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Only an Immaterial Mind Can Ask “How Does Life Work?”

Science writer Philip Ball, facing cancer surgery, struggles to find meaning and purpose in a wholly material world. He is looking in the wrong place

Science writer Philip Ball found himself in an ironic as well as painful and precarious situation recently: “Just as I was about to publish a book called How Life Works, my own life stopped working as it should.” The imminent publication of his new book on the ways in which our understanding of biology is being radically transformed has been overshadowed by a cancer diagnosis. That has forced him to think in a rather more personal way about how life works (or doesn’t).

In the book, he explains that he has come to see the field of biology, about which he has written many books and articles, as undergoing a profound transformation. From the publisher:

Several aspects of the standard picture of how life works—the idea of the genome as a blueprint, of genes as instructions for building an organism, of proteins as precisely tailored molecular machines, of cells as entities with fixed identities, and more—have been exposed as incomplete, misleading, or wrong … Ball explains that there is no unique place to look for an answer to this question: life is a system of many levels—genes, proteins, cells, tissues, and body modules such as the immune system and the nervous system—each with its own rules and principles. How Life Works explains how these levels operate, interface, and work together (most of the time).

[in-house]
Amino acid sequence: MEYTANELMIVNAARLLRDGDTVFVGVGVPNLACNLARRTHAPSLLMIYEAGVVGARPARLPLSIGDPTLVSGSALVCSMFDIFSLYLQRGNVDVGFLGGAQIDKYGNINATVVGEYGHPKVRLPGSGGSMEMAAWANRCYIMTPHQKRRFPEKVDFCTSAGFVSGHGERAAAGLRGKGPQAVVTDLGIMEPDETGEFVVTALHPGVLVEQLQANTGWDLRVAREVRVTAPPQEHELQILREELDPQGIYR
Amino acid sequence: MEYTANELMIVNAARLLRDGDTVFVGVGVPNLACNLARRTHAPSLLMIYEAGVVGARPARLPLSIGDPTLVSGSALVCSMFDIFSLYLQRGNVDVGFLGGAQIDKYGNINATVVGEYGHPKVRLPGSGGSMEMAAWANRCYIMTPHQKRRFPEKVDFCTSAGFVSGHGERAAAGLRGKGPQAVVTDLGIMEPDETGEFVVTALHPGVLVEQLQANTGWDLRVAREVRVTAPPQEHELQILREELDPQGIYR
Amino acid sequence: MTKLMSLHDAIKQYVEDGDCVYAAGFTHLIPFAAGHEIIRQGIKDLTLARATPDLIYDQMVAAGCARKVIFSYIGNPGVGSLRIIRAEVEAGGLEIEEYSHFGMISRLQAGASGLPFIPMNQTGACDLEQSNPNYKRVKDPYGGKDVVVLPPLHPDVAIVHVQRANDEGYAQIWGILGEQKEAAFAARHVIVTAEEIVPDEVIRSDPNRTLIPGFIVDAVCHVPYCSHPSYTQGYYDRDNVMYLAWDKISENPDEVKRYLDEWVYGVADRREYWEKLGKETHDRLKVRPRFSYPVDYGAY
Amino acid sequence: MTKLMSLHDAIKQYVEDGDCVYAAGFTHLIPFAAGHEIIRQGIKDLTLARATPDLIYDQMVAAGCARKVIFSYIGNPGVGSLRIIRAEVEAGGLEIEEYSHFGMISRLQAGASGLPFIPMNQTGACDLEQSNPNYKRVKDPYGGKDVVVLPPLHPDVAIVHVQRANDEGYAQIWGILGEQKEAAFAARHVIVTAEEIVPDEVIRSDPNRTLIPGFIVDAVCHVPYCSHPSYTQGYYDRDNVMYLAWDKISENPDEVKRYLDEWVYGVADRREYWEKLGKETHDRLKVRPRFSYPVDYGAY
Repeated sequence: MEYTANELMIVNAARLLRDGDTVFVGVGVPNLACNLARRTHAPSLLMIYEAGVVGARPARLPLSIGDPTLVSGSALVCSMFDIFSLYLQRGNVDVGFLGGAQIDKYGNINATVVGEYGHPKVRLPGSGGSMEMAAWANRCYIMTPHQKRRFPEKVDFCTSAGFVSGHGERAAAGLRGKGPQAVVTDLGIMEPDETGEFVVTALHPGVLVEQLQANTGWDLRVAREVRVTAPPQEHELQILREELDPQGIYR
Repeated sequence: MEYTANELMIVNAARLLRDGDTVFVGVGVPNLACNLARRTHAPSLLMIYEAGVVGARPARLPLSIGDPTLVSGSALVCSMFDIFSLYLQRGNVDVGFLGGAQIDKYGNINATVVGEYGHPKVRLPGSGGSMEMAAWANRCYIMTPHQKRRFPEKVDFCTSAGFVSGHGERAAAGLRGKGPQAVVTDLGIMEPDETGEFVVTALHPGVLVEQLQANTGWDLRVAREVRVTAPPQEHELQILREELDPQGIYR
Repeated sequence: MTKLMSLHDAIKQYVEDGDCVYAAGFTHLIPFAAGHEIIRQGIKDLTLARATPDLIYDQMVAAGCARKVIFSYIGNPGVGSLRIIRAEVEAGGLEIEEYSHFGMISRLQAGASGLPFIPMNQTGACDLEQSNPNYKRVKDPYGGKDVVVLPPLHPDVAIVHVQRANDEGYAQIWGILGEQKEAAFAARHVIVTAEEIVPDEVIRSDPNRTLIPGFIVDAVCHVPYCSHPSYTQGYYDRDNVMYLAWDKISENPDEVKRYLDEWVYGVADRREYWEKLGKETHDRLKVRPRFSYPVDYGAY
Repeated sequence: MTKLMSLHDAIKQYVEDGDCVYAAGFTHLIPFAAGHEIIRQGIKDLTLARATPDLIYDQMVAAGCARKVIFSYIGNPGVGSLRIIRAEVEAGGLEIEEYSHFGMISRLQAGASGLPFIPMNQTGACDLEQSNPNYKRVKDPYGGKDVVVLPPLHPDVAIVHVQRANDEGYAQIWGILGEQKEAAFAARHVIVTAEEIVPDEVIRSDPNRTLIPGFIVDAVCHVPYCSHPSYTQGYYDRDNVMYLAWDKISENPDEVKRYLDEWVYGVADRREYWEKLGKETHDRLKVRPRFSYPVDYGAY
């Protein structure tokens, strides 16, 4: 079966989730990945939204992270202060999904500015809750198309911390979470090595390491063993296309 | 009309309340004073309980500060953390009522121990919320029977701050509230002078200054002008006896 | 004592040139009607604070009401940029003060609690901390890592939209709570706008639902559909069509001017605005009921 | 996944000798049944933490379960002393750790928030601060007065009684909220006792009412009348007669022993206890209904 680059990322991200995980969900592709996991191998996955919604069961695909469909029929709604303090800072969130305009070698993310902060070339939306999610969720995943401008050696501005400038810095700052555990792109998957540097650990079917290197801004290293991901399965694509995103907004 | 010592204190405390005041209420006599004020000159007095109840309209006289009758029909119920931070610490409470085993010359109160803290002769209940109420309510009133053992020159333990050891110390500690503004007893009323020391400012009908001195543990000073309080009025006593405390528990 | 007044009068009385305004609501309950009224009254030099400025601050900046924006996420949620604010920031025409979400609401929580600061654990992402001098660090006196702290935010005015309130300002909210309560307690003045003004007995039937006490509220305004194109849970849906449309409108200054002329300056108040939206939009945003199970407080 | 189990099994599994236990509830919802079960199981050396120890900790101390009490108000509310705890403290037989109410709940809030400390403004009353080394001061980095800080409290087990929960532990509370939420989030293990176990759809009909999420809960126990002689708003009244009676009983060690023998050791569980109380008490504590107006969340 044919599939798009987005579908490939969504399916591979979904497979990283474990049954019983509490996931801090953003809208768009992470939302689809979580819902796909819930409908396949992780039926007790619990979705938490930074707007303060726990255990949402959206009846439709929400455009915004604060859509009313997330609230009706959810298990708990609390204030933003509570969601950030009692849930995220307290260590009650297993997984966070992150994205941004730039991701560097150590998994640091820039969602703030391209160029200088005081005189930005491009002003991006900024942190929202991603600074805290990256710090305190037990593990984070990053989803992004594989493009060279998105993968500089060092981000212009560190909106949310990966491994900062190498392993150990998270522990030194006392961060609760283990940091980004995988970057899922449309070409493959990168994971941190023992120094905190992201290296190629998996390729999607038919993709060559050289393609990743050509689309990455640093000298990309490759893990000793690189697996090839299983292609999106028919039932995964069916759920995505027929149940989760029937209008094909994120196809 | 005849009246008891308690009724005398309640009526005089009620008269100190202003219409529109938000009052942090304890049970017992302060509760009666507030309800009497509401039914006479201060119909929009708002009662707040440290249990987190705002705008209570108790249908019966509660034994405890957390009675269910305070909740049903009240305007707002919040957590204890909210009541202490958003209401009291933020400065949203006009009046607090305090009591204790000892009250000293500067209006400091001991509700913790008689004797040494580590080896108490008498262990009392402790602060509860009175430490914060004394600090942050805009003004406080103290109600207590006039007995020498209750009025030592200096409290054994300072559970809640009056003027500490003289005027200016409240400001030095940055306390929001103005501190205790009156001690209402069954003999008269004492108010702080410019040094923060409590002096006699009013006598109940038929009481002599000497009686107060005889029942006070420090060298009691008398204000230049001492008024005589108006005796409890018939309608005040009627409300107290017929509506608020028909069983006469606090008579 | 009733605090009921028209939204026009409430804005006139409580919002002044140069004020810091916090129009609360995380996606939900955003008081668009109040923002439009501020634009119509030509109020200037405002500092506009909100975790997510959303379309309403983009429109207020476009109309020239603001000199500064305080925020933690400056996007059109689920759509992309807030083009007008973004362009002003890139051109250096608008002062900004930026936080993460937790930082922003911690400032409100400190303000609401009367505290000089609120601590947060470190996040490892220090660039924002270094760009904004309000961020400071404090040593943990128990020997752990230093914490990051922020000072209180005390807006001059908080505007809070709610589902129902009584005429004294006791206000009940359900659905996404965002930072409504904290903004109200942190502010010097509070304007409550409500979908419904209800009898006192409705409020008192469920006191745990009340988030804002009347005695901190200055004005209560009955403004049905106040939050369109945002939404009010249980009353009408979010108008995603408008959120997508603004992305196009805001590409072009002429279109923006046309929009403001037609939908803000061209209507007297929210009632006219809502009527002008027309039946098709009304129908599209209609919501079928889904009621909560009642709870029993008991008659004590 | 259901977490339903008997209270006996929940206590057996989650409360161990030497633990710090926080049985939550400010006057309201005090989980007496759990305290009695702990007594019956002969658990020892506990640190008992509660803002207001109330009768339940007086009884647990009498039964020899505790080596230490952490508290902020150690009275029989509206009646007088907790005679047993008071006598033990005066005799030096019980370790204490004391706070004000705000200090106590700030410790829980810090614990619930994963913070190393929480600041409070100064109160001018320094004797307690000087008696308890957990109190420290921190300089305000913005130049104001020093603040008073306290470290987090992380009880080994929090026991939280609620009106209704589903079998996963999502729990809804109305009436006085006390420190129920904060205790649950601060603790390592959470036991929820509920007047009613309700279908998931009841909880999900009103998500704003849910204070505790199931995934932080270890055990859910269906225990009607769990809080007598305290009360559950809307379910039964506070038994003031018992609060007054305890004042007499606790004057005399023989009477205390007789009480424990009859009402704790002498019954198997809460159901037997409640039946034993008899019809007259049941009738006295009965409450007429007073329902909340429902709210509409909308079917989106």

How Life Works: A User’s Guide to the New Biology (University of Chicago Press 2023).

Facing cancer surgery has given him a chance to reflect on his interpretation. He sees our cells as operating according to a “cell logic” because a merely genetic basis for life would be much too brittle:

We can see the genes “letting go” as life’s complexity deepens; eukaryotes, and especially metazoans (complex animals), have more of these fuzzy committee-style unions, more protein disorder, more regulatory RNA, than bacteria and other prokaryotes. To risk an anthropomorphism, evolution chose to work this way.